The artist speaks to Document about the pleasures of screaming and the politics of songwriting

In Phoebe Bridgers’s own words, the songwriting on Punisher spans “real-life plus nightmares imagery.” And often, she reveals that these worlds aren’t so far apart. As with her 2014 debut album Stranger in the Alps, Punisher once again proves Bridgers’s mastery of details. She breathes new life into time-worn songwriting tropes—coming of age, love, loss, family—by documenting their micro-existences in late-night trips to the drugstore, Kyoto payphone booths, and dreamed-up dorm rooms.

Female artists’ songwriting is often described by male critics with catch-alls like “emotional honesty” and “growing pains,” which often serve as dog-whistles for something like, “female artist writes about being sad.” But the specificity and idiosyncrasy of Bridgers’s songwriting elides simple categorization. Rather, her writing betrays a deeper, spiritual unrest. She shows a degree of personhood and consciousness which preempts ascriptions of vague malaise.

As the US once again finds itself embroiled in a nightmare of its own creation, the inherent politicism of this brand of songwriting—exhibited by Bridgers and peers like Snail Mail, Jamila Woods, and King Princess—is ever more clear. Bridgers’s album announcement on Twitter doubled as a call to change: “I’m not pushing the record until things go back to ‘normal’ because I don’t think they should. Here it is a little early. Abolish the police. Hope you like it.”

Before the worldwide protests for Black Lives Matter, and pre-COVID 19 lockdown, Phoebe Bridgers came to Document’s Chinatown office. She discussed songwriting, the pleasures of screaming, and an inadvertent Lil Nas X appearance on Punisher.

Clara Malley: This is, like, apropos is nothing, but I knew you, ‘Phoebe Bridgers, musical artist,’ and then I knew you on Twitter as ‘traitor joe.’ That took me like a weirdly long time to piece together.

Phoebe Bridgers: [Laughs] I love that. That’s great.

Clara: Are you a tweet drafter?

Phoebe: I have drafts, but I deleted social media for a couple days just to see if I could do it. I feel like I have a different relationship with social media because of it. But all my fucking drafts are gone. Although I’m sure it was all trash. I do normally have millions of drafts. Even when I did delete social media, I was drafting tweets in my notes. [Laughs] It was ridiculous.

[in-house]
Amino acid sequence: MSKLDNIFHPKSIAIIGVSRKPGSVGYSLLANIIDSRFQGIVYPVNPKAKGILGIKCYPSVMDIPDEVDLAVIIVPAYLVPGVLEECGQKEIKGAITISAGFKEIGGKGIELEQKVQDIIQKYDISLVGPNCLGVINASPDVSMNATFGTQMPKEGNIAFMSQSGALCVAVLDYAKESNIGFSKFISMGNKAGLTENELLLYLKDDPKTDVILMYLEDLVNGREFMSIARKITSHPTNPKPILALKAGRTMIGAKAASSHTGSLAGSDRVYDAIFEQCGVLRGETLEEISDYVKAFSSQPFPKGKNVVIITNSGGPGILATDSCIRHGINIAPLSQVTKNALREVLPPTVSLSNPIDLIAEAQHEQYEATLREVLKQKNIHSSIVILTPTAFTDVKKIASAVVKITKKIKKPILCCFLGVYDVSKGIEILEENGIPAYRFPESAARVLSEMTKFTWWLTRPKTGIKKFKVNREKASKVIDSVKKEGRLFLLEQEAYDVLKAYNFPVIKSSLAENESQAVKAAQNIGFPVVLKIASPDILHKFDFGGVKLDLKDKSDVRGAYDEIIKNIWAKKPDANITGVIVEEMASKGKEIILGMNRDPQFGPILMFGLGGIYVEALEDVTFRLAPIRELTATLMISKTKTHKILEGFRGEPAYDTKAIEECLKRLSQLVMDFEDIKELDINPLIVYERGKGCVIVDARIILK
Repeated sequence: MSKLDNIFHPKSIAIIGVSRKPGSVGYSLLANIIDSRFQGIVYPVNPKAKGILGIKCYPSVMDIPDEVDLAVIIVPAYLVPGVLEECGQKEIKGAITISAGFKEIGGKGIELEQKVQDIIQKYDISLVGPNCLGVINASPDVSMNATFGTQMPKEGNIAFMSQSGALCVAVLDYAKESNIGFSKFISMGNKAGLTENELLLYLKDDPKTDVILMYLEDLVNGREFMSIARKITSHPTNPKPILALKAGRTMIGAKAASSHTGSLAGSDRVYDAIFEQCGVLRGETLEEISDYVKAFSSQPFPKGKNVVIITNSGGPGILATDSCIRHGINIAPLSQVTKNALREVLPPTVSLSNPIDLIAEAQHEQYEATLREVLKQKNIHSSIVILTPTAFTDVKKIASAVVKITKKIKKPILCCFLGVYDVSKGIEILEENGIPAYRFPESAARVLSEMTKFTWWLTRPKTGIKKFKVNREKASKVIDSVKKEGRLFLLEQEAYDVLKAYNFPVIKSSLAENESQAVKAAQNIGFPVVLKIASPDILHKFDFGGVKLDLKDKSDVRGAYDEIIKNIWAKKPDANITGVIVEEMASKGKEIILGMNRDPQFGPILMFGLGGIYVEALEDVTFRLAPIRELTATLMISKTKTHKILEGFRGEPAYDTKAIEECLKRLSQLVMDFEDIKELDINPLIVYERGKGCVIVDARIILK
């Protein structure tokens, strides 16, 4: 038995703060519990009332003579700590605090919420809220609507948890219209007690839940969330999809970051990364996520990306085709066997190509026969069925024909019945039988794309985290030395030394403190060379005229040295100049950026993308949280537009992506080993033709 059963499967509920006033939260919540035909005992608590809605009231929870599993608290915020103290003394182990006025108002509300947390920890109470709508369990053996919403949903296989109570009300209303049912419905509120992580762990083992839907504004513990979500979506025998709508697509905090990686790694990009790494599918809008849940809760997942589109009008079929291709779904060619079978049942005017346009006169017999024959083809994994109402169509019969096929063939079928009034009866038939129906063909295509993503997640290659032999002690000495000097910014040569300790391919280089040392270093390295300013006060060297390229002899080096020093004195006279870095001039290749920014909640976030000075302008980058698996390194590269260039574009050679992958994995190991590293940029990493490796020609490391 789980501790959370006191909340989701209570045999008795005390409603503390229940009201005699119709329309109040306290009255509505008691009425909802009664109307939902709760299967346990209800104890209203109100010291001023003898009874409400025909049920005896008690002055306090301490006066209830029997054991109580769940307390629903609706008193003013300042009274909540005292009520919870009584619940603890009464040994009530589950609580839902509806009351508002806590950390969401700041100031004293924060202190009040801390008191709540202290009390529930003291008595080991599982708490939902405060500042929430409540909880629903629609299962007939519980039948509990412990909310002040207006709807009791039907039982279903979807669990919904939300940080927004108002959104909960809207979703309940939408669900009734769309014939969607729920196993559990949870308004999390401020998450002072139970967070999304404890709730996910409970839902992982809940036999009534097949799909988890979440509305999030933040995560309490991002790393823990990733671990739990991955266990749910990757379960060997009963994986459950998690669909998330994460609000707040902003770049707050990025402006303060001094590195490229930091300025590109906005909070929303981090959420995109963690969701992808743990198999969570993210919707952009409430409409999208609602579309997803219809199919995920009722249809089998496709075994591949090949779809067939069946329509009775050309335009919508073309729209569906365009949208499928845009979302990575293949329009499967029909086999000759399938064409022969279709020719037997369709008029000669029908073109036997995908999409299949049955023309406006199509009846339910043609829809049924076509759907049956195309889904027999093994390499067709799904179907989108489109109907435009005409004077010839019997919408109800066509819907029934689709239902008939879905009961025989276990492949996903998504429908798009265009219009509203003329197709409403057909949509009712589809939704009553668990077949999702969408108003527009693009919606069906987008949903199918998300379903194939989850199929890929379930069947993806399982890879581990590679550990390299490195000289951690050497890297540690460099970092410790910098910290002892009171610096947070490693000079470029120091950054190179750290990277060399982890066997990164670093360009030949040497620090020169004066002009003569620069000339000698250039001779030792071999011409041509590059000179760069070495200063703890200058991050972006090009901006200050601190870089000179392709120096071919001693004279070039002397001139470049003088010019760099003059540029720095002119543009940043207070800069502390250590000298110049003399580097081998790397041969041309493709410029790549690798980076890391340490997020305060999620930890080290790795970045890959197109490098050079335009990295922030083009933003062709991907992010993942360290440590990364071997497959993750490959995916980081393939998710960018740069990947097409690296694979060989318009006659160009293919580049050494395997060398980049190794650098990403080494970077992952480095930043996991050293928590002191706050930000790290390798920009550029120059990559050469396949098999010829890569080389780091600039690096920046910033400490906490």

Clara: I’m sure it’s a different writing process, but do you see [writing tweets] as sort of similar to songwriting?

Phoebe: Some of it is sort of similar. Like, I have deleted tweets because I wanted them in songs. On this record, I have a lyric about pretending to be myself. I deleted that tweet so that I could like put it in a song.

Clara: People throw around ‘emotional honesty’ a lot. I feel like it’s becoming a little bit cliché, but it’s interesting in the context of all that’s happened since 2016—thinking about women in the world with men, writing songs about men. It’s shifting the tone.

Phoebe: Weirdly, I feel like personhood is being normalized. Which is, like, the most stoner-y thought ever, but, you know, like Fleabag. She’s a shithead, and loves men and hates men. The manic pixie dream girl with no personality is dying. You don’t have to put your personality aside to make music now as a woman. I feel like dudes have been able to have both for so long. There have been tons of women along the way who, like, defied the norm. But I think it’s becoming almost in vogue to be a full human being.

Clara: This is a really bad segue, but on ‘I Know the End,’ is it a Lil Nas X reference?

Phoebe: Wait, which line?

Clara: ‘America’s first rap-country song.’